The project is also intensifying efforts to block contamination pathways of water drawn from protected sources to ensure the water remains safe for human consumption. We’re tackling this through raising awareness on the importance of proper safe water withdrawal, transportation, storage, handling and usage. This programme, which also distributes the message of hand washing with soap at the critical times, will be further spread by involving mothers and other members of the communities. To complement this training, all the MVP offices and sites participated in the annual commemoration of Global Handwashing Day.

Challenges faced

  • Despite clear evidence that simple hand washing with soap interventions can reduce the rate of diarrhoeal disease, the practice is not universal. Making it habitual at all critical occasions is still a challenge but the project’s approach of developing hand washing ambassadors among school children seems promising.
  • A lack of soap, water and hand washing stations at schools and at household level hinders faster progress. However, the project has been encouraging low cost simple hand washing facilities such as tippy taps to be used in all sites. In some Millennium Villages, such as the Potou cluster in Senegal, the project has been supporting village women groups in the community production of soap.

Lessons learnt

  • Hand washing with soap offers measurable health benefits and governments should be encouraged to prioritise hygiene education in primary schools and communities.
  • Community women offer a unique platform to enhance health and hygiene education and should be empowered.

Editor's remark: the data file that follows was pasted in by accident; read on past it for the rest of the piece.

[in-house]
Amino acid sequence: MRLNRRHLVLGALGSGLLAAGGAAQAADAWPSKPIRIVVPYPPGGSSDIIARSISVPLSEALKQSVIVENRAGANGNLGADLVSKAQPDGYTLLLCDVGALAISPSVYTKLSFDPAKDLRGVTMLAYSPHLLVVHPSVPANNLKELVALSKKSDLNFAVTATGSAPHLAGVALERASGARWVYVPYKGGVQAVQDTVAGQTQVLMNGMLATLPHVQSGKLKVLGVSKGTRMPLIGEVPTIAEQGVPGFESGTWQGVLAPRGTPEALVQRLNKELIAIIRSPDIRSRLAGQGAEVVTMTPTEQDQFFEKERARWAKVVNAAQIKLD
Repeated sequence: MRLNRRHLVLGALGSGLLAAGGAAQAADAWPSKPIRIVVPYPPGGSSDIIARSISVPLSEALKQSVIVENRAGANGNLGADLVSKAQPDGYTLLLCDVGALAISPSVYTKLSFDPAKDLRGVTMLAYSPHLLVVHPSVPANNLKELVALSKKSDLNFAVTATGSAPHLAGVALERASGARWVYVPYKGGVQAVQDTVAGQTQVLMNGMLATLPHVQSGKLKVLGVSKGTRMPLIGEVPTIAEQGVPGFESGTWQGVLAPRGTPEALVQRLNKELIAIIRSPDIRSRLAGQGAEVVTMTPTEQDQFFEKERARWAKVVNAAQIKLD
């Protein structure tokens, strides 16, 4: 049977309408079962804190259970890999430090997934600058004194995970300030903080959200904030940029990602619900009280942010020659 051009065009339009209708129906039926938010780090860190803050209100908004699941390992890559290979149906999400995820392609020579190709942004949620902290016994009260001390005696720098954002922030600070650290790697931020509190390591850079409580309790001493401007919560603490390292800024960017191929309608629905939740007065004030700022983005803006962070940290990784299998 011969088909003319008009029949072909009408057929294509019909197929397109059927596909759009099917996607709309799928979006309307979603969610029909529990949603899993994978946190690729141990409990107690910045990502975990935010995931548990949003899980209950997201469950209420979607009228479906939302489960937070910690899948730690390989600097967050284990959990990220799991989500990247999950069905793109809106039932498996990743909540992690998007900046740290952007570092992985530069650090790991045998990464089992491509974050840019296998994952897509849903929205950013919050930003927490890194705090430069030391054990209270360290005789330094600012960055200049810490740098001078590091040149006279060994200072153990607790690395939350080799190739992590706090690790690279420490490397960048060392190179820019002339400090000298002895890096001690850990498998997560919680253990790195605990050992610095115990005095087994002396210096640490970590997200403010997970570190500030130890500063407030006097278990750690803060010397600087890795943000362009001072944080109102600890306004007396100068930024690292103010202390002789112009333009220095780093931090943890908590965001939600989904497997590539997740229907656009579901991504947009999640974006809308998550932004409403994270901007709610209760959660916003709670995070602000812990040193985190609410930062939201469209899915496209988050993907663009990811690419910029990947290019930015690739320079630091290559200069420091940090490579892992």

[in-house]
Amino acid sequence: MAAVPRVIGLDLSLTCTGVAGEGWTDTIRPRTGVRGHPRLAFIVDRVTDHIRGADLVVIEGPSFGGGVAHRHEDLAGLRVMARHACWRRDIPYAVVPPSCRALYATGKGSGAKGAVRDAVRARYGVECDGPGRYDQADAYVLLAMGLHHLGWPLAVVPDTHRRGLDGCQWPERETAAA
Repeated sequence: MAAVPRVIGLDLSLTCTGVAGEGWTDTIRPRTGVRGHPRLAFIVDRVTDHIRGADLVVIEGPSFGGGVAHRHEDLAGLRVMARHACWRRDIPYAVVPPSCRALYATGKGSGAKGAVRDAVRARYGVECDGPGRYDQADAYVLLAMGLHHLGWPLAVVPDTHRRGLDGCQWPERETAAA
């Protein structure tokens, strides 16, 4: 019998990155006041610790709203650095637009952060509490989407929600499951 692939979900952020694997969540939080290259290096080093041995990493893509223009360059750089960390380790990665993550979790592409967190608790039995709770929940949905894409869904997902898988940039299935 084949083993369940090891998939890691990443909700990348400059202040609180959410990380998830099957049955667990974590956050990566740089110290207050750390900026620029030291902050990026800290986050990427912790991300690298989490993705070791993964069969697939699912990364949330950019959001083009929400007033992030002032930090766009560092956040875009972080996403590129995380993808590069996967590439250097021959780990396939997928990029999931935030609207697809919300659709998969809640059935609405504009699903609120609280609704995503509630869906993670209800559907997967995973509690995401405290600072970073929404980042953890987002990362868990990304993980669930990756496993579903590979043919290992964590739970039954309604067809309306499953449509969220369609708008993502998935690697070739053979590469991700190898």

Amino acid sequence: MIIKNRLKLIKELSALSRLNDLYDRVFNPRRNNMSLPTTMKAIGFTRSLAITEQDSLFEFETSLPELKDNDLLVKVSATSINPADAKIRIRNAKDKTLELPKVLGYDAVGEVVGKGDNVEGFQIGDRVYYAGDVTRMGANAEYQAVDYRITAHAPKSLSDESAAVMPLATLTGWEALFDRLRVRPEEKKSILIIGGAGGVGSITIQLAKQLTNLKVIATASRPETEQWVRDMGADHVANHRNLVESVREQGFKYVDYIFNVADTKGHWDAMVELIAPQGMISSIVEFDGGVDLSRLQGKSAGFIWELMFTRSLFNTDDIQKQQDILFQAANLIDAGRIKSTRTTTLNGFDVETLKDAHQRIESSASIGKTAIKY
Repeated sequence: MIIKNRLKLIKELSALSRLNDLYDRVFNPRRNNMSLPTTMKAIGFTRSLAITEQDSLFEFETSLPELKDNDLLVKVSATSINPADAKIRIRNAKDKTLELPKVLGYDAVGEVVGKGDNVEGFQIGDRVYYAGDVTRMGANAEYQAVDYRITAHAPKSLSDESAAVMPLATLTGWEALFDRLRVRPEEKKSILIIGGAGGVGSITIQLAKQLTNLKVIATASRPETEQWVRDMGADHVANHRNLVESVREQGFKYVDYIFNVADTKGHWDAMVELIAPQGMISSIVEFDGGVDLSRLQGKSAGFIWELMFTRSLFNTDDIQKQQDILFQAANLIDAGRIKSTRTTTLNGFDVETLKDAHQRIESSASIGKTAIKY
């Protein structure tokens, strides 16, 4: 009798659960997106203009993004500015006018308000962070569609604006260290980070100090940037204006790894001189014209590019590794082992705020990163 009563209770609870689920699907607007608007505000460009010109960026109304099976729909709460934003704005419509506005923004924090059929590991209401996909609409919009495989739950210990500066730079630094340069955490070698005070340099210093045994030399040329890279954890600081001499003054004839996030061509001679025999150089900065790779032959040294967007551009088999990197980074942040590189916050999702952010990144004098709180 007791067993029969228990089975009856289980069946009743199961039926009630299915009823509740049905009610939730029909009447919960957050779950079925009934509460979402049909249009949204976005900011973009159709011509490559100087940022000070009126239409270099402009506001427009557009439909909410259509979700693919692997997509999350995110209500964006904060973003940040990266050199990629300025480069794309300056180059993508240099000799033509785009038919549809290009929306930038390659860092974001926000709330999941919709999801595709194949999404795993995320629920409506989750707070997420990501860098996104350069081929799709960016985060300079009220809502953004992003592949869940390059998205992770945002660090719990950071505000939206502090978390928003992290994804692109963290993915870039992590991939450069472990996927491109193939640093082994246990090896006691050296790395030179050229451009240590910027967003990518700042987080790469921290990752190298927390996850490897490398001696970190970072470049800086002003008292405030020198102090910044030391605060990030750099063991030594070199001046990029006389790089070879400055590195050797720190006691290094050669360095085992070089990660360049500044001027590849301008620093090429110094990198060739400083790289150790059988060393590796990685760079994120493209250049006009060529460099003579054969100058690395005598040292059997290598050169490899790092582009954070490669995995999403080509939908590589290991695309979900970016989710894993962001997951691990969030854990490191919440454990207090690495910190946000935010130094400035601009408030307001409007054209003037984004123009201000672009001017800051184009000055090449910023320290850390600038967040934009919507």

• A preliminary evaluation of Lifebuoy’s hand washing behavior change programme in the Bonsaaso Millennium Village cluster in Ghana has demonstrated the effectiveness of the programme in sub-Saharan Africa
  • There was a significant, 22%, increase in hand washing among “School of 5” children compared to control children.
  • Their average length of hand washing with soap was also much longer and, together with frequency increase, meant they spent 40% longer washing their hands each day.

What does this mean for business?

  • Roll out and policy implications: we can use the positive results of our hand washing programme to justify hand washing with soap education in schools with key African governments. We’ve demonstrated a model, which is efficacious, cost effective and can be deployed at scale. Businesses can also then justify this social investment to their stakeholders.
  • The globalised world becomes ever more connected and new markets continue to emerge. Hand washing practices will increase demand in markets for water installations and for soap. Therefore developing business and entrepreneurship will be vital to sustain the gains of the Millennium Villages Project and meet the demands of growing economies.
Editor’s Note:

This blog is one in a five-part series with Unilever-Lifebuoy.

Click here to donate to the Lifebuoy Help a Child Reach 5 Campaign.